Related Reading On Whitby West Pier
Fishing On Whitby’s West Pier
Cod, Pollock, Mackerel And So Much More.
The Stone wall piers at Whitby have been in existence since 1632 when they replaced the old wooden piers that used to protect the harbour entrance.
The new wooden extensions which now give extra protection to Whitby harbour were added in 1913. Whitby West as it is affectionately known by the locals is home to a diversity of fish species and provides convenient easy access to anglers of all ages and abilities.
In the early days it was possible to drive as far down the west pier as the stone lighthouse and fishing was possible from your car boot upon the stone pier.
With today’s health and safety regulations the pier is only accessible on foot, however there is plenty of parking space in the surrounding areas and less than a 5 minute walk sees you on the end of one of Yorkshires top fishing marks.
Summer Fishing At Whitby West Pier
The summer fishing at Whitby west pier is second to none with a wide variety of species on the cards including Mackerel, Pollock, Flounder, Coalfish, Shad, and more recently Bass.
As with all summer fishing best tactics involve lure fishing and the favoured methods are : mackerel spinners, hokeye rigs, Jellyworms and bass plugs. Catches on the pier are usually driven by the tides and the best fishing usually coincides with high water.
However fishing at other times is not to be ruled out and some exceptional catches have been taken at all states of tide by anglers willing to put in time fishing the pier.
The best tackle for summer fishing is a 7-9 foot spinning rod coupled with a light spinning reel filled with 8-12 pound mono line.
Above : Local angler Philip Mead catching mackerel on Whitby West Pier
Winter Time Is When The Real Fun Begins
The autumnal equinox signals the start of winter fishing season at Whitby, and this is when hordes of shore anglers from across the region dust down there trusty beachcasters and multiplier reels in anticipation of some excellent cod fishing.
Whitby itself has long been known as the cod mecca of the UK and the west pier has given up many a decent sized fish to the many anglers that fish the pier in anticipation every winter.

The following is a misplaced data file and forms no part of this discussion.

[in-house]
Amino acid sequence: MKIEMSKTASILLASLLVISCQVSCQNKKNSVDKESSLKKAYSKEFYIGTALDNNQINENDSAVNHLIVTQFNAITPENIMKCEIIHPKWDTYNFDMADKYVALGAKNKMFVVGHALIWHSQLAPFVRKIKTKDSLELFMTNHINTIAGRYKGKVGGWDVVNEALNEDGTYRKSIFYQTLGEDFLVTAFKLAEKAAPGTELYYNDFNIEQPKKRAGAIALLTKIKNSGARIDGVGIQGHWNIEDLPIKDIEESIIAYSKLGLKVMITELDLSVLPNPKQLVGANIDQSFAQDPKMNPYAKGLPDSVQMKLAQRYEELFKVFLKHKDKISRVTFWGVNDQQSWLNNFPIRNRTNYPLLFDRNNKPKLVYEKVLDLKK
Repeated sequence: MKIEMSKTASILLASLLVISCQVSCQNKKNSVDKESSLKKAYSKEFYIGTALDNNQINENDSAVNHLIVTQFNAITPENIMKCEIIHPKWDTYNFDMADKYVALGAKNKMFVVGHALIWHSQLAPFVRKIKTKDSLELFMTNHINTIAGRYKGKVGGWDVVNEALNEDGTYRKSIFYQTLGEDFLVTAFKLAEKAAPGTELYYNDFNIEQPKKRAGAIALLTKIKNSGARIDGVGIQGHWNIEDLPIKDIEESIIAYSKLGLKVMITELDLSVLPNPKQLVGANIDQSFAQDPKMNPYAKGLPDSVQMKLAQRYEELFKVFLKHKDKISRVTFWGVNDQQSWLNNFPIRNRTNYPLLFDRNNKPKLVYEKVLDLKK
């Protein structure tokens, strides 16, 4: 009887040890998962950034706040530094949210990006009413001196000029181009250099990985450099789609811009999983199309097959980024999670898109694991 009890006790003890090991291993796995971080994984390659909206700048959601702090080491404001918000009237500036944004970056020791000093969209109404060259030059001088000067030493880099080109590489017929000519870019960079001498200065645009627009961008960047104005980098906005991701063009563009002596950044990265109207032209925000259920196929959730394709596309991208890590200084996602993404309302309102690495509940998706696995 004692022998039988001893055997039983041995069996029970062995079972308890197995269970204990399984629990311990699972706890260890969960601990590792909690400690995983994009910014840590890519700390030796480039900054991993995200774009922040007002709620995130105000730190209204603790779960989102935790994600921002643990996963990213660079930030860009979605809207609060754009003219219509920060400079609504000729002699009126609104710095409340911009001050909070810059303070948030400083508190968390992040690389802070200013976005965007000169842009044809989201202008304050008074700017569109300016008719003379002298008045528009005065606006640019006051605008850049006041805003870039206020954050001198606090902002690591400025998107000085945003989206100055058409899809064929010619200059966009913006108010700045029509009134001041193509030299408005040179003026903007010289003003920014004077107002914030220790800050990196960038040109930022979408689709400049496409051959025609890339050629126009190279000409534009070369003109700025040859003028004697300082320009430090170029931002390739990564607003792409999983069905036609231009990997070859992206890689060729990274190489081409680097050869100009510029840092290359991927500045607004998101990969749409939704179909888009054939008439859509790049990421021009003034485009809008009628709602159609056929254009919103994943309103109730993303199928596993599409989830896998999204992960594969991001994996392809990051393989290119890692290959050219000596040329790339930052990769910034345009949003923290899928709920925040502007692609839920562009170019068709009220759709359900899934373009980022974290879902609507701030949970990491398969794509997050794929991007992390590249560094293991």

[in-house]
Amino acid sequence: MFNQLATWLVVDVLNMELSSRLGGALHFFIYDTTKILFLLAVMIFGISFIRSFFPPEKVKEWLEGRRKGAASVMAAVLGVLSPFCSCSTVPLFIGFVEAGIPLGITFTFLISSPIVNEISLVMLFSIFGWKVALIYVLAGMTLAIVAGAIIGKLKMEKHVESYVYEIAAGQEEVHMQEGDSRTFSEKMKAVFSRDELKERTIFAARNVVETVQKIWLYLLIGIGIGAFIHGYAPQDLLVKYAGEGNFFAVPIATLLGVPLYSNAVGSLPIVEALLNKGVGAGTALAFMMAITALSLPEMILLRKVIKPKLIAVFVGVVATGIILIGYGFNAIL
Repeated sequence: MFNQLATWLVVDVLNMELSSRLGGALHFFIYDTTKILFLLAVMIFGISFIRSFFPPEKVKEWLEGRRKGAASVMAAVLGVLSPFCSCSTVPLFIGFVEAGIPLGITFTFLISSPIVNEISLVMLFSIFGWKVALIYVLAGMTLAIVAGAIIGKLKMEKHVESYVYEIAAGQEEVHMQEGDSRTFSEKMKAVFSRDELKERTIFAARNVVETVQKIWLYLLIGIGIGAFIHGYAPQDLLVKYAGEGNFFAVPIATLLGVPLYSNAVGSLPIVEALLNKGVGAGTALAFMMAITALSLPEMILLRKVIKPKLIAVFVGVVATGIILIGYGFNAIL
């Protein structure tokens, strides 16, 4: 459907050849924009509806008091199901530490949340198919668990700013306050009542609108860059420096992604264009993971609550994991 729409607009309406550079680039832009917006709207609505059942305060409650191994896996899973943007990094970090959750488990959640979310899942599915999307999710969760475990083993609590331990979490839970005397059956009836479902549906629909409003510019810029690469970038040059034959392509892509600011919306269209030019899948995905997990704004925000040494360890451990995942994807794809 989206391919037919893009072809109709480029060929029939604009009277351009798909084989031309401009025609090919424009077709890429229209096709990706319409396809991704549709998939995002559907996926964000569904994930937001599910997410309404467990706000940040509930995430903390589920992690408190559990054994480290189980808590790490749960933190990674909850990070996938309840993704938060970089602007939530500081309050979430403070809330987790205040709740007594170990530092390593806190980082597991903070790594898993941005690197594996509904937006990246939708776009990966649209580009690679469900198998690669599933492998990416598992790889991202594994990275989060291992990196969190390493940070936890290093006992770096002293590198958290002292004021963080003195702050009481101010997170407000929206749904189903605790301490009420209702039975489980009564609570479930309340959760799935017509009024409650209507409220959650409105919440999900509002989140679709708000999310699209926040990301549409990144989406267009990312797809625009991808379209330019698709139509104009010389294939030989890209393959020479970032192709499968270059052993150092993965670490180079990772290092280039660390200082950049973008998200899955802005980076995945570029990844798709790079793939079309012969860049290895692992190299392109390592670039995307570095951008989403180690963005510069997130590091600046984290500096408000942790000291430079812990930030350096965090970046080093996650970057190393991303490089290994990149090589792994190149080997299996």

September usually sees mixed bags of Cod, Pollock, Coalies and Whiting falling largely to peeler crab baits. Fishing at this time of year is most productive over high water on relatively calm nights.
As the seasons move on and winter bites hard its usually big cod that are the target of those brave enough to fish on in the worst of the winter weather.
A diening northerly swell will see the pier lined with die hard anglers all hoping for that fish of a lifetime. Best baits for the true winter months include peeler crab, mussel, fresh lug, ragworm and frozen blacks, remember to bait up big for the larger fish.
Best rigs include the Pulley and pennel rig and breakaway type leads of 6 ounce or more are essential. Best rods are the middle to top range beachcasters coupled with a 7000 size reel filled with 30 pound mono.
Many anglers now also fish lighter lines with heavy shokleaders.
Make no mistake. Whitby west pier is a big cod venue in every sense of the word.
In Winter 2007 well known Whitby angler Paul Kilpatrick ventured onto Whitby west pier just as he had done many times before since he first fished the pier as a young lad many decades earlier.
What happened next is something Paul will never forget as he hooked into a monster cod of 16 pounds, the battle that ensued last fully 45 minutes and ended with Paul the winner when he landed the fish 1000 yards up Whitby harbour at the bandstand. You can read more of Paul’s story here.
Above : Paul Kilpatrick with his 16 pound cod.
How To Find The West Pier At Whitby
The west pier in Whitby is all but un-missable. Simply drive from the swing bridge, down pier road and you will find the pier at the junction of pier road and khyber pass.
Health and safety
Angling from the shore in the UK is very hazardous to say the least. Every year lives are lost whilst pursuing our fascination with sea angling.
Anglers of all levels of ability need to be very very careful indeed – having fallen badly myself last year I’m as aware as anyone of the dangers of rock fishing. At this point I would like to offer a few words of advice to anglers.
Never attempt to fish a new area without the help and advice of someone experienced in fishing that area.
Always check the tide and ensure you will be safe to access and exit your chosen area. Watch out for cut off points. If unsure don’t go. Its not worth it.
Be aware of the weather forecast. Conditions can change fast.
Don’t access closed areas, eg piers whilst the storm gates are shut.
Carry some form of communication.
Tell someone where you are going and when you intend to return. Ask them to raise the alarm should you not return.
Do not fish heavy seas. Its very dangerous and your wasting your time anyway, fish don’t like really rough seas. Leave it a day or 2 until the sea is dieing.